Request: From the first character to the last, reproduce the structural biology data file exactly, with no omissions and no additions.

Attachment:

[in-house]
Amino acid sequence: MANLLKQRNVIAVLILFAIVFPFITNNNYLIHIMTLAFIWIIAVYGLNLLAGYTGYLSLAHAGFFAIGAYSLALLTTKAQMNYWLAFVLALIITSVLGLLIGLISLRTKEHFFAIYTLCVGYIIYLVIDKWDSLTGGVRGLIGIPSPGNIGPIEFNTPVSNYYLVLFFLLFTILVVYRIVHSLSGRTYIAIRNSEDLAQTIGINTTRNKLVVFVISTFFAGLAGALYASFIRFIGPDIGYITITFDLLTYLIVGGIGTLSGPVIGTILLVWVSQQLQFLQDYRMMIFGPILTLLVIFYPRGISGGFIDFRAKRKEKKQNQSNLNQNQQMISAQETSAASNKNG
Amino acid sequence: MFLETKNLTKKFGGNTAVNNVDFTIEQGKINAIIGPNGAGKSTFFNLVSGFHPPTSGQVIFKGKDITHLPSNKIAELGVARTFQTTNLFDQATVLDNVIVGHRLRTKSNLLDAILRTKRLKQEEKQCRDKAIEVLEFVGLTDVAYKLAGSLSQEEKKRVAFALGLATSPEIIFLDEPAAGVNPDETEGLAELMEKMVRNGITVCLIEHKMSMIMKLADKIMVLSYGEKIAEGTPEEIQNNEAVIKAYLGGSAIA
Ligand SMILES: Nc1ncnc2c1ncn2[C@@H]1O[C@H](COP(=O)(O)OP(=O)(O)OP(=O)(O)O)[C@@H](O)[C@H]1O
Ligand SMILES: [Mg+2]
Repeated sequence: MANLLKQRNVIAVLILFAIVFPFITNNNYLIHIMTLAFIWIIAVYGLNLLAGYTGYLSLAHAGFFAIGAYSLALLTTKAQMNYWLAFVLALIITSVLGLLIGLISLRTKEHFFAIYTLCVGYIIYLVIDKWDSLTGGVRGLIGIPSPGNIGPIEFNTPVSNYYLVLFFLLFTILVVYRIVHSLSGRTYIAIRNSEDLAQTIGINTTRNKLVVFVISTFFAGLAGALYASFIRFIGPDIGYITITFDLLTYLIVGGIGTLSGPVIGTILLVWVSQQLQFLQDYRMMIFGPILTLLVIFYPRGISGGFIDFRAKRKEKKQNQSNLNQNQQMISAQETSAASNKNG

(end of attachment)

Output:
[in-house]
Amino acid sequence: MANLLKQRNVIAVLILFAIVFPFITNNNYLIHIMTLAFIWIIAVYGLNLLAGYTGYLSLAHAGFFAIGAYSLALLTTKAQMNYWLAFVLALIITSVLGLLIGLISLRTKEHFFAIYTLCVGYIIYLVIDKWDSLTGGVRGLIGIPSPGNIGPIEFNTPVSNYYLVLFFLLFTILVVYRIVHSLSGRTYIAIRNSEDLAQTIGINTTRNKLVVFVISTFFAGLAGALYASFIRFIGPDIGYITITFDLLTYLIVGGIGTLSGPVIGTILLVWVSQQLQFLQDYRMMIFGPILTLLVIFYPRGISGGFIDFRAKRKEKKQNQSNLNQNQQMISAQETSAASNKNG
Amino acid sequence: MFLETKNLTKKFGGNTAVNNVDFTIEQGKINAIIGPNGAGKSTFFNLVSGFHPPTSGQVIFKGKDITHLPSNKIAELGVARTFQTTNLFDQATVLDNVIVGHRLRTKSNLLDAILRTKRLKQEEKQCRDKAIEVLEFVGLTDVAYKLAGSLSQEEKKRVAFALGLATSPEIIFLDEPAAGVNPDETEGLAELMEKMVRNGITVCLIEHKMSMIMKLADKIMVLSYGEKIAEGTPEEIQNNEAVIKAYLGGSAIA
Ligand SMILES: Nc1ncnc2c1ncn2[C@@H]1O[C@H](COP(=O)(O)OP(=O)(O)OP(=O)(O)O)[C@@H](O)[C@H]1O
Ligand SMILES: [Mg+2]
Repeated sequence: MANLLKQRNVIAVLILFAIVFPFITNNNYLIHIMTLAFIWIIAVYGLNLLAGYTGYLSLAHAGFFAIGAYSLALLTTKAQMNYWLAFVLALIITSVLGLLIGLISLRTKEHFFAIYTLCVGYIIYLVIDKWDSLTGGVRGLIGIPSPGNIGPIEFNTPVSNYYLVLFFLLFTILVVYRIVHSLSGRTYIAIRNSEDLAQTIGINTTRNKLVVFVISTFFAGLAGALYASFIRFIGPDIGYITITFDLLTYLIVGGIGTLSGPVIGTILLVWVSQQLQFLQDYRMMIFGPILTLLVIFYPRGISGGFIDFRAKRKEKKQNQSNLNQNQQMISAQETSAASNKNG